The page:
Reitzell thinks having winter and summer operations running simultaneously is a good thing. "In fact, it probably might lead to more people choosing to come try to do both on the same day, which is, I think, one of the coolest things California has to offer …" he said. "In Tahoe or Mammoth, you could go skiing, water skiing, mountain biking, river rafting, and play golf all in the same day".
The California Ski Industry Association (CSIA) is a non-profit trade association representing 29 ski resorts in California and Nevada under the brand "Ski California". 

Sunday, June 4, 2017

UTMB 2017: 1 Event - 5 Races - 8,000 Runners From 5 Continents and 92 Countries

The UTMB® is a trail-running event for trail-runners from all over the world. Each year, the elite of the trail-running world find themselves in Chamonix to participate in one of the event's 5 races.
To participate or assist with the UTMB®, is to vibrate to the rhythm of the trail-running planet and to share an extraordinary festival at the heart of a territory which has been mobilised for the occasion. 2 000 volunteers from 15 different countries, 19 French, Italian and Swiss communes within the Mont-Blanc country all working for the success of the event and supporting the UTMB® runners. 16 000 supporters who are coming to encourage their nearest and dearest and more than 50 000 spectators who will visit the salon and participate in the animations in all the villages of the Mont-Blanc country.

One of the greatest European Mountain Trail Races. The international race takes place in one of the most incredible landscapes on the world. A breathtaking scenery of seven valleys, 71 glaciers and 400 summits like the Mont Blanc, the Dent du Géant and the rock face of the Grandes Jorasses. The athletes cover a distance of 171 km and 10,300 of positive altitude change along the famous GR TMB, within 46 hours, at an altitude ranging between 1012 m and 2537 m., crossing six passes over 2000 metres high. They will pass through 3 countries: France, Italy and Switzerland. The sporting and human achievement is remarkable: 168 km is the distance between Paris and Auxerre by the motorway; it is also the distance of four marathons back to back. The positive height gain is equivalent to twice the ascension of Everest from base camp.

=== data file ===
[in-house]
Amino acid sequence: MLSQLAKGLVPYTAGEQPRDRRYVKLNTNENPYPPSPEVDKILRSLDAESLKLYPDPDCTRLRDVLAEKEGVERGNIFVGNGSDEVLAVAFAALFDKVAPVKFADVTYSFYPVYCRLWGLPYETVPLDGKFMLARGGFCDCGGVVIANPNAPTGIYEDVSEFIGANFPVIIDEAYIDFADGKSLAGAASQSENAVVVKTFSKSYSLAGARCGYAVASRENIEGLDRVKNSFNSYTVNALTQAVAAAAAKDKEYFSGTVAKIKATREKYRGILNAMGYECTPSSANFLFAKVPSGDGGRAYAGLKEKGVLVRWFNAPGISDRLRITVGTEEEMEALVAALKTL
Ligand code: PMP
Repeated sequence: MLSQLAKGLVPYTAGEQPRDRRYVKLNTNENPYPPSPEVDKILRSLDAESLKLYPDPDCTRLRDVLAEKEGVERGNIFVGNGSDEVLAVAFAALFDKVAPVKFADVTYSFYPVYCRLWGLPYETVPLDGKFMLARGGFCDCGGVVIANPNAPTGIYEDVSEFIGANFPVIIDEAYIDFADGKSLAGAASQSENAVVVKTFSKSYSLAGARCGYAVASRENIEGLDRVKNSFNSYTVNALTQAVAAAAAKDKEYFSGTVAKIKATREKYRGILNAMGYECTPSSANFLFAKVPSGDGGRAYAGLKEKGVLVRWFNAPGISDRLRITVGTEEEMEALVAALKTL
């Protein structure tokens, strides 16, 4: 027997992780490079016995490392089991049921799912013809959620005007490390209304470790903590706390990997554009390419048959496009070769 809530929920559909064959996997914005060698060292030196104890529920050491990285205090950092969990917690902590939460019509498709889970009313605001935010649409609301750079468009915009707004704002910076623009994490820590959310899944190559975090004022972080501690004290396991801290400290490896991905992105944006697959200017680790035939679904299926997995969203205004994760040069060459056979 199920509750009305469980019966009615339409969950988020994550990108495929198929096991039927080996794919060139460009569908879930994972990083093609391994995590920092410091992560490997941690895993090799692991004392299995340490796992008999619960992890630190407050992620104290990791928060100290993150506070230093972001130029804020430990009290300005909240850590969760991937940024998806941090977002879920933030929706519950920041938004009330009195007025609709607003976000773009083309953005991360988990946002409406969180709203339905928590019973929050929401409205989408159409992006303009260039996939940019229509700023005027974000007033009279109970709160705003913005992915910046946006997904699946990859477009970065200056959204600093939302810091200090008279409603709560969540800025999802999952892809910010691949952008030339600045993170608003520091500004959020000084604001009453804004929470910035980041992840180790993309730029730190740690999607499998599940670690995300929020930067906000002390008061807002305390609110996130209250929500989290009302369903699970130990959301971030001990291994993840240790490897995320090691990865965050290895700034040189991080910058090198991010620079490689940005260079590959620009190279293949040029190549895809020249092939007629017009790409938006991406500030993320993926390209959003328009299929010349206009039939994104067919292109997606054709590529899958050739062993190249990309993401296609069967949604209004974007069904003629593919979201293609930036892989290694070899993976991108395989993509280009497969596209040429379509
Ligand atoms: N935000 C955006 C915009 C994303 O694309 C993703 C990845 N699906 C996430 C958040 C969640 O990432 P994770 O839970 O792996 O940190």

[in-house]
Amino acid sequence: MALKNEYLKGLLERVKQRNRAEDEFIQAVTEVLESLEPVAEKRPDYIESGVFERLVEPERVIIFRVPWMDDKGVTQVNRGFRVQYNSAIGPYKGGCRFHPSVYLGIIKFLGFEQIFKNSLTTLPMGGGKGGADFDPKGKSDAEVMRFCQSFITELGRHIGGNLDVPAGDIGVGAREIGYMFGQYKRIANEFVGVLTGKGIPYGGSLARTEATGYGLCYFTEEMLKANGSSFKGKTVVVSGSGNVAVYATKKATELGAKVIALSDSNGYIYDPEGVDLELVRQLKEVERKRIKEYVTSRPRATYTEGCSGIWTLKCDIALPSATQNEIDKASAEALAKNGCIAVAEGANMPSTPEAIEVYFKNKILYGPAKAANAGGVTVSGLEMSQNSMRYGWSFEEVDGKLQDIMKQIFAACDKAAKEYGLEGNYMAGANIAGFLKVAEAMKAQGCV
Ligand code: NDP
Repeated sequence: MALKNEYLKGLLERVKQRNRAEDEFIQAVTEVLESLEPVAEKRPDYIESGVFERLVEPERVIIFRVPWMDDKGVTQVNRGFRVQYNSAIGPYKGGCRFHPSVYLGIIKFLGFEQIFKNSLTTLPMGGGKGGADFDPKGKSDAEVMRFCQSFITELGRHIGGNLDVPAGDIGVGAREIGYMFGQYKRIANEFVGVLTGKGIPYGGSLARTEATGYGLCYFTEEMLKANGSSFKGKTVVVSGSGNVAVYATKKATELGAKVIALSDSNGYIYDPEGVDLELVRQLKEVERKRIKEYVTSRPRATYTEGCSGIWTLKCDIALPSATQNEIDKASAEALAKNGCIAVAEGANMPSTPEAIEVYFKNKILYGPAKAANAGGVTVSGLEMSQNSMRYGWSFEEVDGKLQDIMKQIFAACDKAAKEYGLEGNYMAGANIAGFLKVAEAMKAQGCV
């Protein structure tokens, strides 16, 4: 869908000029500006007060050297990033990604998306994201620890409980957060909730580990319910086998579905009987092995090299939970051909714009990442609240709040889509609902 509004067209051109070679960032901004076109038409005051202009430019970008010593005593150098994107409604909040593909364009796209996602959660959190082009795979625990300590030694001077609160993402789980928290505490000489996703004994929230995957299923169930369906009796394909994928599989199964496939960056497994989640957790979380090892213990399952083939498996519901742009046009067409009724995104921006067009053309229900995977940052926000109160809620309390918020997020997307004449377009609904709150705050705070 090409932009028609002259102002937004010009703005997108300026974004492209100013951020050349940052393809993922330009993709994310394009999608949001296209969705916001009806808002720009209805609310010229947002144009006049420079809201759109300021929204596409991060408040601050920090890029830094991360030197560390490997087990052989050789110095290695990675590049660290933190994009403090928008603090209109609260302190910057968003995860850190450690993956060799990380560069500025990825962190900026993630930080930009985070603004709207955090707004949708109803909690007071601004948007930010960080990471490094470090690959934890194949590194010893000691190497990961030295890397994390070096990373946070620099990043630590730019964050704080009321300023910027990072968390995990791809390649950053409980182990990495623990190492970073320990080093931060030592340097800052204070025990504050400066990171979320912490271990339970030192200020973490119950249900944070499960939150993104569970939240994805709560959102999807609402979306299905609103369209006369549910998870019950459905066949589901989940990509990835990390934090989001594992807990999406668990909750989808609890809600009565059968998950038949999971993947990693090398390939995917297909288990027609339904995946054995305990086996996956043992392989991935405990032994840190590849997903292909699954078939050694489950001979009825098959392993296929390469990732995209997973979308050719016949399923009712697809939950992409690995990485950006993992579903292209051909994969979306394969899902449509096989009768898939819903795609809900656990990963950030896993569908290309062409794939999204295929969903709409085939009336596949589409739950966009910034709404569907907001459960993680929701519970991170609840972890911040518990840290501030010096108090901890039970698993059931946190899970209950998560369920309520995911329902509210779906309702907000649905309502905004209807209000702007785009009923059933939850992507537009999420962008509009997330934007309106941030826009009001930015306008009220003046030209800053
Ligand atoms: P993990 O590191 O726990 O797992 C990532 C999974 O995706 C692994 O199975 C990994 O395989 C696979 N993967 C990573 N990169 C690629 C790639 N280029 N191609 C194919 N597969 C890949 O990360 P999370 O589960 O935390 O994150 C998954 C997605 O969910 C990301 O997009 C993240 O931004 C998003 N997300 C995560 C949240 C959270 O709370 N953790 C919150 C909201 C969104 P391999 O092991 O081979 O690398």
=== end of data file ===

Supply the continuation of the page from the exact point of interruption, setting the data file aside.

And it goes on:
Starting in the Place du Triangle de l'Amitié, Friday 1st at 18:00
  • 3 countries: France, Italy and Switzerland
  • 3 alpine regions: The 2 Savoie, The Aosta Valley andValais
  • 19 communes: Chamonix Mont-Blanc (FR), Les Houches (FR), Saint-Gervais (FR), Les Contamines-Montjoie (FR), Servoz (FR), Hauteluce (FR), Beaufort (FR), Bourg-Saint-Maurice (FR), Séez (FR), La Thuile (IT), Pré-Saint-Didier (IT), Morgex (IT), Courmayeur Mont-Blanc (IT), Orsières (CH), La Fouly et Champex-Lac, Trient (CH), Vallorcine (FR), Finhaut (CH), Salvan (CH), Martigny-Combe (CH)
  • 2300 runners (92 countries)
  • Maximum race time: 46 hours
  • Estimated time for the first finishers is 20 hours
  • Limited to runners who have a minimum of 15 qualification points

Created in 2006, it has become as popular as its big sister. The CCC is considered by many runners to be "the little one" nevertheless it too, constitutes one of the most difficult challenges in ultra - trail.
A semi-tour of Mont-Blanc, starting from Courmayeur with 101km, 6,100 metres of positive height gain and in semi-autonomy.
Starting in the centre of Courmayeur Friday September 1st at 9:00.
  • 1900 runners
  • Maximun race time: 26:30 hours
  • Estimated time for the first finishers is12 hours
  • Limited to runners who have a minimum 8 qualification points.

Sur les Traces des Ducs de Savoie (TDS)

Wilder and more technical than the UTMB and the CCC, in the heart of the Aosta valley and the two Savoie, this demanding race offers a new vision of the tour of Mont Blanc and the Beaufortain country. The route will allow the discovery of the col de la Youlaz (2,661m) above Courmayeur, the "passage du Curé" or the sublime view of the massif of Mont Blanc from the col de la Gitte in the heart of Beaufortain.
A semi-tour of Mont-Blanc starting from Courmayeur with 119km, 7,250 metres of positive height gain and in semi-autonomy.
Starting from the centre of Courmayeur on Wednesday August 30th at 06:00.
  • 1600 runners
  • Maximum race time : 33 hours
  • Estimated time for the first finishers is 14 hours
  • Limited to runners who have a minimum of 8 qualification points

The Orsières-Champex-Chamonix (OCC)

The new race was launched in 2014. Tthis race will be perfect for fans of medium distances (in the category Trail Ultra Medium between 42km and 69km). Therefore, for the less "ultra" runners wishing to get into the event of the UTMB® will find a race suitable for them to start the adventure. Orsières will finally experiment the rhythm of a start of a race desired for several years.